Posted 6th February 2019 | 1 Comment

Alstom-Siemens merger decision is ‘setback’

THE proposed merger between Alstom and Siemens has been called off, after it was blocked by the European Commission.

Alstom has described it as ‘a clear set-back for industry in Europe’.

The news was broken by the French finance minister Bruno Le Maire earlier today, and has now been confirmed by Alstom and the Office of Rail and Road in London.

M. Le Maire said he was disappointed with the ruling, saying that it amounted to an ‘economical’ mistake and also a ‘political’ one. He added: ‘The rejection of the Alstom-Siemens merger will serve China’s economic and industrial interests.’

The ’remedies’ suggested by the two parties to avoid a monopoly have not been accepted by the Commission. Alstom said they had been ‘extensive in scope and addressed all the concerns raised by the Commission in respect of signalling or Very High Speed trains’.

In a statement, Alstom continued: ‘Alstom, together with Siemens, is convinced that the transaction would have created substantial value for the global mobility sector, the European railway industry, customers, travellers and commuters, without harming European competition. It would also have allowed the creation of a European player having the ability to cope with the growing competition from non-EU companies.’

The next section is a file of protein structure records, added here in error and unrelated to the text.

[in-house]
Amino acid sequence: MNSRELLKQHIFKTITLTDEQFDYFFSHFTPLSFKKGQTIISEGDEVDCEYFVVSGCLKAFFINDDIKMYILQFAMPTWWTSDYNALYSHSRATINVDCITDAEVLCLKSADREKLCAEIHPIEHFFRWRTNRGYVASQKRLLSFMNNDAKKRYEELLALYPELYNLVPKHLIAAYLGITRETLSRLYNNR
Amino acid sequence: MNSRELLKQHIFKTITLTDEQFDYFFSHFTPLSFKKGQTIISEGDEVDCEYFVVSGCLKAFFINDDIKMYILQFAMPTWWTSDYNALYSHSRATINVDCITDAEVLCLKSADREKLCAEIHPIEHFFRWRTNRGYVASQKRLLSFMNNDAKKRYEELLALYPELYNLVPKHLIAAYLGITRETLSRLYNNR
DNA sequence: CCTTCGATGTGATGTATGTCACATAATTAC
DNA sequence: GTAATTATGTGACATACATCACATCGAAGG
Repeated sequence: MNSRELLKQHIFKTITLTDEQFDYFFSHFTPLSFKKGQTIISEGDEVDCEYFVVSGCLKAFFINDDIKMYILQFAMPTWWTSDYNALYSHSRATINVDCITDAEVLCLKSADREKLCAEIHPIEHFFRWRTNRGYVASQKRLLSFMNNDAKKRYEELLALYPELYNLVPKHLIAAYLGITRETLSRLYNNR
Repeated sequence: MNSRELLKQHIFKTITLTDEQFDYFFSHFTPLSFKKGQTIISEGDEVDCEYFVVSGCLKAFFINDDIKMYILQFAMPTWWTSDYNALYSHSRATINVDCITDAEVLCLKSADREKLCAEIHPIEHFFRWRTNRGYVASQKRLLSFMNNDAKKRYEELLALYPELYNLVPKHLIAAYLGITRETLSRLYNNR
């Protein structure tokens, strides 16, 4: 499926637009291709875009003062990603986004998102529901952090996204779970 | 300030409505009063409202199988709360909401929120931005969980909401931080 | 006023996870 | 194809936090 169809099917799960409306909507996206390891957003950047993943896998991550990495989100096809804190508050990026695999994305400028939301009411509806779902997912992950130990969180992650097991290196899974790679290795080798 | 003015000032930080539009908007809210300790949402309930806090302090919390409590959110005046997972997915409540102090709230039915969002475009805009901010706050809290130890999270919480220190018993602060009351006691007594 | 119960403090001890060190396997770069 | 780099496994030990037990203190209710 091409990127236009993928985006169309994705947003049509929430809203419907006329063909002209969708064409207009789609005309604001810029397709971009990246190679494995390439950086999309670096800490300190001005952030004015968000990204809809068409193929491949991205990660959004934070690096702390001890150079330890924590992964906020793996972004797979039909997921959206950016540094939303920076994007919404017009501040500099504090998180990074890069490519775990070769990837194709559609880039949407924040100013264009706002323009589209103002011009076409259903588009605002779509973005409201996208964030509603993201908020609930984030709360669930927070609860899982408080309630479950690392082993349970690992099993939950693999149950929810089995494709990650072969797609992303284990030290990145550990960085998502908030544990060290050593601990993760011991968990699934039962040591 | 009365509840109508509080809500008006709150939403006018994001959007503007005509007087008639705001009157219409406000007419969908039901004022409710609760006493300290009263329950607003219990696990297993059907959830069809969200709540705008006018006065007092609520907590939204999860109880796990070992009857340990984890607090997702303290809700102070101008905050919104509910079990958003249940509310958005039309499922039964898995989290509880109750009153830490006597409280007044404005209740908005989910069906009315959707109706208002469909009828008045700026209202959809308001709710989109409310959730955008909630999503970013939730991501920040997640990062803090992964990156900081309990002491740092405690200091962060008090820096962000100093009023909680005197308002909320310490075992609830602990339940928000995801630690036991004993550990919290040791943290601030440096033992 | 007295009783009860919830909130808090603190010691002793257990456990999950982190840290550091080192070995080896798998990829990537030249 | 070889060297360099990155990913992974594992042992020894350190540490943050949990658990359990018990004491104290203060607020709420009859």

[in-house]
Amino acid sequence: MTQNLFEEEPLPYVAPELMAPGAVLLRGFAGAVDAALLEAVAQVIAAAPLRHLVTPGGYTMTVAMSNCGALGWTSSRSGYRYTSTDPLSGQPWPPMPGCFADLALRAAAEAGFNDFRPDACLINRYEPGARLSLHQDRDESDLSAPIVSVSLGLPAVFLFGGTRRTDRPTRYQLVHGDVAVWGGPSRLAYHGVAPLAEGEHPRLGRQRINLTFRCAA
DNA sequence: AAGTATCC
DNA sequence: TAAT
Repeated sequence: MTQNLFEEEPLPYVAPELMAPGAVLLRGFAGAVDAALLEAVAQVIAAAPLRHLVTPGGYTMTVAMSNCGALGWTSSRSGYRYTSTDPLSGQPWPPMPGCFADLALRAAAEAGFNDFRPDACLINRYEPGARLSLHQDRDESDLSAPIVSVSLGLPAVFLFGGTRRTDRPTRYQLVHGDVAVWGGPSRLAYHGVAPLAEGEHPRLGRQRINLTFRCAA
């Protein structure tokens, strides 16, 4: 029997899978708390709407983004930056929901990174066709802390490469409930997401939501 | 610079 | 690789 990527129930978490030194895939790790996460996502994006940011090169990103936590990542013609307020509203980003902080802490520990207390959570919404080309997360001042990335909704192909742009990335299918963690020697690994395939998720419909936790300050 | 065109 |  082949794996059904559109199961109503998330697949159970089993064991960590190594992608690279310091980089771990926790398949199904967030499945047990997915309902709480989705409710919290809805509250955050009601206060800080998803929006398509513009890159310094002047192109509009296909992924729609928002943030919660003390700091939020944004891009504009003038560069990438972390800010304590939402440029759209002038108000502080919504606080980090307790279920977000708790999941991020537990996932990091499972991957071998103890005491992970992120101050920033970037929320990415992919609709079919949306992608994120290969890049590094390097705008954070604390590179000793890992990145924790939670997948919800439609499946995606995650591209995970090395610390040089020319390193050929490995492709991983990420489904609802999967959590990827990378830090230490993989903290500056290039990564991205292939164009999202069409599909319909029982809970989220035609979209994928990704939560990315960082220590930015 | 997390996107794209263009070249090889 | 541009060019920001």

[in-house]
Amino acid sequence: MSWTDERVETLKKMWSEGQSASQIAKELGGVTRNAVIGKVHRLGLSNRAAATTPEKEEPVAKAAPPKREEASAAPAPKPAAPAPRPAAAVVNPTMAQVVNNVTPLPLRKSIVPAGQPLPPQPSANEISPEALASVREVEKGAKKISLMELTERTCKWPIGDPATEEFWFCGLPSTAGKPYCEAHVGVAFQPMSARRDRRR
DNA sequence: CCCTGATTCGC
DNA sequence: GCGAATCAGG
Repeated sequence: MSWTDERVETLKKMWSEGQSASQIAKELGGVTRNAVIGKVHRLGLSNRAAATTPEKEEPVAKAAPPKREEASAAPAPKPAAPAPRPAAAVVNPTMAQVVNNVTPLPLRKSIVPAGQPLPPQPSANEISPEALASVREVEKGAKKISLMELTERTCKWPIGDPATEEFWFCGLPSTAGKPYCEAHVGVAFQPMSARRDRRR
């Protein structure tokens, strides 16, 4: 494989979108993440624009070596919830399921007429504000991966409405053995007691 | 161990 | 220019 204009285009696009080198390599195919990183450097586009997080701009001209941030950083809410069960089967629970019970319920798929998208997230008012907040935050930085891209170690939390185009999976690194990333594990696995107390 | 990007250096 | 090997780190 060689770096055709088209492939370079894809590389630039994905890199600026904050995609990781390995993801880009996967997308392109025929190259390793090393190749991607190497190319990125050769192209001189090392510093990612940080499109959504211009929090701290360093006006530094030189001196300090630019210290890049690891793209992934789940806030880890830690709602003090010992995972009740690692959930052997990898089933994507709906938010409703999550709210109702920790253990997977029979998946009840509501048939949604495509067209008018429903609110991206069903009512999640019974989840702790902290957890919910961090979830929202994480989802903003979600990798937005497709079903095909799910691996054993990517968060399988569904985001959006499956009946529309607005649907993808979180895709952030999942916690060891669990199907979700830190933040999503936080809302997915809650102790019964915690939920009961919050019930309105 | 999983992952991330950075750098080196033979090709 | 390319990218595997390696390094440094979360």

In London, the Office of Rail and Road has welcomed the decision.

It said: ‘We’ve made it clear from the outset that this was a bad deal for British passengers, freight customers and taxpayers. We are pleased to have played an important role, alongside colleagues at the Competition and Markets Authority, in persuading the Commission to reach the same view and block this tie-up, protecting vital competition for the supply of signalling and high speed rolling stock.’

Siemens has yet to comment.

Meanwhile, Alstom said it would now ‘focus on pursuing its growth path as a global leader in the mobility sector supported by excellent business fundamentals: a global footprint, a record €40 billion backlog, sales constantly outperforming market growth, and a very solid balance sheet.’

Reader Comments:

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  • Andrew Gwilt, Benfleet Essex

    I take it that Alstom and Siemens donít want to merge together and are better of being separate and to continue with their construction or new trains and rolling stocks. [Perhaps you havenít read the story?óEd.]